Brain Cancer

One specific gene explains many diseases

Genetic differences in the FADS1 gene determine the risk for many different diseases. The ability to produce polyunsaturated fats like omega-3 and omega-6 differs between individuals and this affects the risk for disturbed ...

14 hours ago
popularity1 comments 0

Rare childhood disease linked to major cancer gene

A team of researchers led by a University of Rhode Island scientist has discovered an important molecular link between a rare childhood genetic disease, Fanconi anemia, and a major cancer gene called PTEN. The discovery improves ...

Dec 01, 2016
popularity11 comments 0

Study estimates global cancer cases, deaths in 2015

In 2015, there were an estimated 17.5 million cancer cases around the globe and 8.7 million deaths, according to a new report from the Global Burden of Disease Cancer Collaboration published online by JAMA Oncology.

Dec 03, 2016
popularity1 comments 0

A brain tumor, or tumour, is an intracranial solid neoplasm, a tumor (defined as an abnormal growth of cells) within the brain or the central spinal canal.

Brain tumors include all tumors inside the cranium or in the central spinal canal. They are created by an abnormal and uncontrolled cell division, usually in the brain itself, but also in lymphatic tissue, in blood vessels, in the cranial nerves, in the brain envelopes (meninges), skull, pituitary gland, or pineal gland. Within the brain itself, the involved cells may be neurons or glial cells (which include astrocytes, oligodendrocytes, ependymal cells, and myelin-producing Schwann cells). Brain tumors may also spread from cancers primarily located in other organs (metastatic tumors).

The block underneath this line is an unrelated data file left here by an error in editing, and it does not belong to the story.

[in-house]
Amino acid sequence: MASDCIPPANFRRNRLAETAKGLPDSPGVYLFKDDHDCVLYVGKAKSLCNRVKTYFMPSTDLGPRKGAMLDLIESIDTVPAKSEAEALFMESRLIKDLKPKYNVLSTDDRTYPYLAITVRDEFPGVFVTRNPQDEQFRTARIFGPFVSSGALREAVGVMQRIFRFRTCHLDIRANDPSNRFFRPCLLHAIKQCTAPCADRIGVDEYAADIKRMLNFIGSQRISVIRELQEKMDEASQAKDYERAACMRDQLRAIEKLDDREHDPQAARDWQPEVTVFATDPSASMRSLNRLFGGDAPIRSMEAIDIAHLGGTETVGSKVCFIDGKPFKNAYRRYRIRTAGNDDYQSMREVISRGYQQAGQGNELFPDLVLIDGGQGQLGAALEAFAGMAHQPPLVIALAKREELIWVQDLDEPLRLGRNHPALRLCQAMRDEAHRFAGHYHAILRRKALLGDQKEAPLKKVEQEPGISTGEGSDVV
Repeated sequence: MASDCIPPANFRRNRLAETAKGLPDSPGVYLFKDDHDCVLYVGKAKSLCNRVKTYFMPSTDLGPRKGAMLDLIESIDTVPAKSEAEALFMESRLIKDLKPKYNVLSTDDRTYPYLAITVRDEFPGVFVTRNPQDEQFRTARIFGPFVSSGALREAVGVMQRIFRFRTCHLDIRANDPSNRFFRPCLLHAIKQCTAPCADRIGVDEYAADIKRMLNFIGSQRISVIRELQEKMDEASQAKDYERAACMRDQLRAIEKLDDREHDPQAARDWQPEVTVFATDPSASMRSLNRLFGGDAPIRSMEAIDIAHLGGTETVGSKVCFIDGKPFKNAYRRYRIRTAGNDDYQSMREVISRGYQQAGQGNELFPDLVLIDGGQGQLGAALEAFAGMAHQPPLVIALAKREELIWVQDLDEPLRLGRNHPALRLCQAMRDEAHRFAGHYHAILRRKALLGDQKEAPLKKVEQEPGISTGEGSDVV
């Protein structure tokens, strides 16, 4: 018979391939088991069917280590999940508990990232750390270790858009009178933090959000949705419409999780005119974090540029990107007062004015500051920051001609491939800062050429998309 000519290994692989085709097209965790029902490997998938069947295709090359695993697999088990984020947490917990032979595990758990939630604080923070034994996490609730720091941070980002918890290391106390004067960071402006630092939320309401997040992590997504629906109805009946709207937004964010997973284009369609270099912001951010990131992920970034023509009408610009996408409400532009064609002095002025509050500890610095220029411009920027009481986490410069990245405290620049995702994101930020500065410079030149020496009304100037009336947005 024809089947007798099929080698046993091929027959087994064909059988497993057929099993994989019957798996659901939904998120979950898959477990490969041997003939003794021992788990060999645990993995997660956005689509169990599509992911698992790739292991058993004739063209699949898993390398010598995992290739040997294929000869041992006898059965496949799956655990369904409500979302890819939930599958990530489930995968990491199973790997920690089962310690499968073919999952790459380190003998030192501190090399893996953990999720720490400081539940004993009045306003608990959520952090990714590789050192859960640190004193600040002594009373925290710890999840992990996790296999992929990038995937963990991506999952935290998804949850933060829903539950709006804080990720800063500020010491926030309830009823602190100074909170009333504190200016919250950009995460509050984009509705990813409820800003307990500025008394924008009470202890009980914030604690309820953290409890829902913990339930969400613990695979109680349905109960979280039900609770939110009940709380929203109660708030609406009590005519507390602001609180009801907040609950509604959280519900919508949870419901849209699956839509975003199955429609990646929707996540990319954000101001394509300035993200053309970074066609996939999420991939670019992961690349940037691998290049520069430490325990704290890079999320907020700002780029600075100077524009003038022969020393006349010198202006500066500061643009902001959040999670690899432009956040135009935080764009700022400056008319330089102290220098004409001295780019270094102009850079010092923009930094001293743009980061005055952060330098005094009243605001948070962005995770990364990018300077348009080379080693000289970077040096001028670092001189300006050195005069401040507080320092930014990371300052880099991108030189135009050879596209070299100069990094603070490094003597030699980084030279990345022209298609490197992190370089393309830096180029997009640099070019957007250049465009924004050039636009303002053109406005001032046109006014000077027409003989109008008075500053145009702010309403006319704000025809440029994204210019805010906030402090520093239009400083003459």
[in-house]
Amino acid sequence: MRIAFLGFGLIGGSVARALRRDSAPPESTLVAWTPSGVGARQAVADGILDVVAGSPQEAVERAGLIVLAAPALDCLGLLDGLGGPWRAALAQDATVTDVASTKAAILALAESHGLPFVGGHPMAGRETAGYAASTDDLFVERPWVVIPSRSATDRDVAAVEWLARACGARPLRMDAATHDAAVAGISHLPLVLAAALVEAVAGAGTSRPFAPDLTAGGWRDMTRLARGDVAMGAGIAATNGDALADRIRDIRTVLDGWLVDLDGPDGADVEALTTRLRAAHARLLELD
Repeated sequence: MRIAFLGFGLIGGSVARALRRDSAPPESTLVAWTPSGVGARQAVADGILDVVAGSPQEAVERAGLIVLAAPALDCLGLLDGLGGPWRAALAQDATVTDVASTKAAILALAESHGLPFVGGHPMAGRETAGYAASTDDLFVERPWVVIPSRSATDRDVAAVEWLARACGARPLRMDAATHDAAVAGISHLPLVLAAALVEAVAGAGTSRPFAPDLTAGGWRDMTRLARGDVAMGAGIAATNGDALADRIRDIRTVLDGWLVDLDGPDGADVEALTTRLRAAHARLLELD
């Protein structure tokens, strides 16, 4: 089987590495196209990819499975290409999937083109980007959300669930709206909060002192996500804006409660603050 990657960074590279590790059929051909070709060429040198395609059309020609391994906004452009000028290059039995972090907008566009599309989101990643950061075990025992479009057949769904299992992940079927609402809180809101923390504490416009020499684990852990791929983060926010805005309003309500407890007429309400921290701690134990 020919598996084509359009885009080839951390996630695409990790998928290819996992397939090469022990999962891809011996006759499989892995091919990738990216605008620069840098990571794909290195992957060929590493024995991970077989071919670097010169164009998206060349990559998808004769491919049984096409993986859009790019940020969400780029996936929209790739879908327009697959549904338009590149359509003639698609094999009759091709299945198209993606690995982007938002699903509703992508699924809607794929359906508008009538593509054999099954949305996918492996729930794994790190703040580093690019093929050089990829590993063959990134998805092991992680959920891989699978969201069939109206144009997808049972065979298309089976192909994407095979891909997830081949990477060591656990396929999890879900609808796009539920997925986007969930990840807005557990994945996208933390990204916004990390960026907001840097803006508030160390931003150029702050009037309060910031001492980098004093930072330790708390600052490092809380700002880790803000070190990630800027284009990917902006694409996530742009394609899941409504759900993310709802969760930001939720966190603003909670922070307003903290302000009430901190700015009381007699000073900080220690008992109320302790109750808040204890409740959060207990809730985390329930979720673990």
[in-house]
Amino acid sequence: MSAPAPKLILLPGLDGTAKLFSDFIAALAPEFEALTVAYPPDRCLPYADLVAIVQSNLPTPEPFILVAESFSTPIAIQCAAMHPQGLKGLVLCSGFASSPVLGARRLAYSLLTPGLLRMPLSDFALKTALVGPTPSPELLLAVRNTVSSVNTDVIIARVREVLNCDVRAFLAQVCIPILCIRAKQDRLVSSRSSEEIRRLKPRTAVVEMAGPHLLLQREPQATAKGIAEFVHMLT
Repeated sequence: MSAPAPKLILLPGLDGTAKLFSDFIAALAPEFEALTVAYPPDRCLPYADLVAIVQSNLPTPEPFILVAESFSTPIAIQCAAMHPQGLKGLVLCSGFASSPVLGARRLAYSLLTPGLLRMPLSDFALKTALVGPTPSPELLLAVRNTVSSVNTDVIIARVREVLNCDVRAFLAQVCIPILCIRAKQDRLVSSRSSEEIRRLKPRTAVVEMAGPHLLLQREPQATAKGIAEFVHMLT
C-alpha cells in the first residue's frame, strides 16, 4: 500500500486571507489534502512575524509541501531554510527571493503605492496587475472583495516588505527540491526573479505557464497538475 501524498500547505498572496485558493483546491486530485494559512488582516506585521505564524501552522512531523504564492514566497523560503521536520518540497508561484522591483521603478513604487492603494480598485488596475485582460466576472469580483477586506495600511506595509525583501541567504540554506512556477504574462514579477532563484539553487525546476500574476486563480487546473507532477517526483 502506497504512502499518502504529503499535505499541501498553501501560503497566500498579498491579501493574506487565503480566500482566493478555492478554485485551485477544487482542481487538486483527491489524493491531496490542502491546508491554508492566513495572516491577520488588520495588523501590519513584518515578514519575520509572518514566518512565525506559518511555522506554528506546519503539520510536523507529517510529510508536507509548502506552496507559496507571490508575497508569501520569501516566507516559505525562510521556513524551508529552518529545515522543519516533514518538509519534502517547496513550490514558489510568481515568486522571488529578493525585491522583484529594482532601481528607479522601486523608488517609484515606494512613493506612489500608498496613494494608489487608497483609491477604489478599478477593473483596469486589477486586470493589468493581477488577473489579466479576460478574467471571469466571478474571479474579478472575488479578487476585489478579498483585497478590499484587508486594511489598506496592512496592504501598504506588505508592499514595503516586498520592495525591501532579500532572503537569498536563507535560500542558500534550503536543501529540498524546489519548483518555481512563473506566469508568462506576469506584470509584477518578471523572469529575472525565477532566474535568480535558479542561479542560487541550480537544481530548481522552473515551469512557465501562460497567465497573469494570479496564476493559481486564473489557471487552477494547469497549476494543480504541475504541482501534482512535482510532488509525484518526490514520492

Any brain tumor is inherently serious and life-threatening because of its invasive and infiltrative character in the limited space of the intracranial cavity. However, brain tumors (even malignant ones) are not invariably fatal, especially lipomas which are inherently benign. Brain tumors or intracranial neoplasms can be cancerous (malignant) or non-cancerous (benign); however, the definitions of malignant or benign neoplasms differs from those commonly used in other types of cancerous or non-cancerous neoplasms in the body. Its threat level depends on the combination of factors like the type of tumor, its location, its size and its state of development. Because the brain is well protected by the skull, the early detection of a brain tumor only occurs when diagnostic tools are directed at the intracranial cavity. Usually detection occurs in advanced stages when the presence of the tumor has caused unexplained symptoms.

Primary (true) brain tumors are commonly located in the posterior cranial fossa in children and in the anterior two-thirds of the cerebral hemispheres in adults, although they can affect any part of the brain.

This text uses material from Wikipedia licensed under CC BY-SA

Latest Spotlight News

Key regulator of bone development identified

Loss of a key protein leads to defects in skeletal development including reduced bone density and a shortening of the fingers and toes—a condition known as brachydactyly. The discovery was made by researchers at Penn State ...